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This month, World Architecture Day is celebrated around the globe. In Canada, October also marks the debut of the first comprehensive review of Canadian architecture in decades. Co-published by Canadian Architect magazine and Princeton Architectural Press, the book Canadian Modern Architecture, 1967 to the Present, will be released on Monday, October 28. It launches with a series of events in cities across Canada, including several events in Ontario that have been supported by the OAA.
To celebrate the book, the blOAAg will include eight excerpts—chosen by co-editor Elsa Lam—over the month. Today’s selection is about the Nathan Phillips Square, taken from Lam’s chapter, “Toronto Architecture: Form and Reform.”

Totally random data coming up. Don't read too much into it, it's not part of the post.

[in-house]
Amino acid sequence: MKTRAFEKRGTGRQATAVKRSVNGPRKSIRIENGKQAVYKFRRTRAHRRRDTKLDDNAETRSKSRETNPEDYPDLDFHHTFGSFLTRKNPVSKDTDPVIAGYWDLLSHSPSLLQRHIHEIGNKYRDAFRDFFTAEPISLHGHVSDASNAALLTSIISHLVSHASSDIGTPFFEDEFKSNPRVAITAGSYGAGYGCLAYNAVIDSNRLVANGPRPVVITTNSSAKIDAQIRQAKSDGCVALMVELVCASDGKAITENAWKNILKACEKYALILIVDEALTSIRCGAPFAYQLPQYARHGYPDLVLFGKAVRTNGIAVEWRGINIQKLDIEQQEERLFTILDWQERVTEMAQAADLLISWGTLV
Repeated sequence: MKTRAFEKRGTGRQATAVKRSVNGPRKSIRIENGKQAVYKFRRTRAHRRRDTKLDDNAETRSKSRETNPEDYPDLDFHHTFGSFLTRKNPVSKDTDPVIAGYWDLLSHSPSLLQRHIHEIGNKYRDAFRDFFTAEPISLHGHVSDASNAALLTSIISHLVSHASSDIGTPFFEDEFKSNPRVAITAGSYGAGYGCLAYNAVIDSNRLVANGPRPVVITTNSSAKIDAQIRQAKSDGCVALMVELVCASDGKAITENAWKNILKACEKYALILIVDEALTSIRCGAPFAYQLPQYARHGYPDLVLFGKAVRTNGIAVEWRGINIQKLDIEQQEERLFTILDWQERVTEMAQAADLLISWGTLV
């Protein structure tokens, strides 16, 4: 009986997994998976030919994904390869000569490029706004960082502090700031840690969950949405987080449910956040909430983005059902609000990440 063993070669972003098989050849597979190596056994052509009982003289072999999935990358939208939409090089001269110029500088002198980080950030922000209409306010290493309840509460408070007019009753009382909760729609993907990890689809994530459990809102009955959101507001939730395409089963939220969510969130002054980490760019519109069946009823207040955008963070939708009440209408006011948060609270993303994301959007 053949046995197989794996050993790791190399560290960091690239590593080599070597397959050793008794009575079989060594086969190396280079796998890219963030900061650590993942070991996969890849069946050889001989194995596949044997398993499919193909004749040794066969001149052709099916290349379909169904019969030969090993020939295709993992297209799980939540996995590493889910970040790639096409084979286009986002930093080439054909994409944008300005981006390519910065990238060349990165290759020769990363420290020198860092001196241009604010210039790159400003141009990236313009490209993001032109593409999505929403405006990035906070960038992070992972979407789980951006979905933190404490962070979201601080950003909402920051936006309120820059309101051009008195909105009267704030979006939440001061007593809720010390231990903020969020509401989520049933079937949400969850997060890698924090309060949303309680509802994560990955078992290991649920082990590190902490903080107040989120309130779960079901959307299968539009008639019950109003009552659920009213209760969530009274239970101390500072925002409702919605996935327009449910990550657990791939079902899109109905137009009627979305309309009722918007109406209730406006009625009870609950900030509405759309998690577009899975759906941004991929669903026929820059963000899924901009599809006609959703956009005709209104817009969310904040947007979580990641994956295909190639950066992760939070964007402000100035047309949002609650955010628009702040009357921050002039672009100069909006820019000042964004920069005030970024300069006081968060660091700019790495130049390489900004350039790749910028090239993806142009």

Perhaps the most iconic effort to revisit Toronto’s modernist legacy started in 2007, when the City launched an international competition to redesign Nathan Phillips Square—the plaza designed by Viljo Revell in front of New City Hall. The winning entry, as constructed by PLANT Architect in joint venture with Perkins+Will, opens up the square by removing the clutter that had accumulated at its center. New pavilions, including an open stage and a café, echo the modernist language of Revell’s 1965 design. The hard edges of the existing block are softened with an accessible green roof on the city hall’s podium, as well as gardens and seating along the plaza’s perimeter.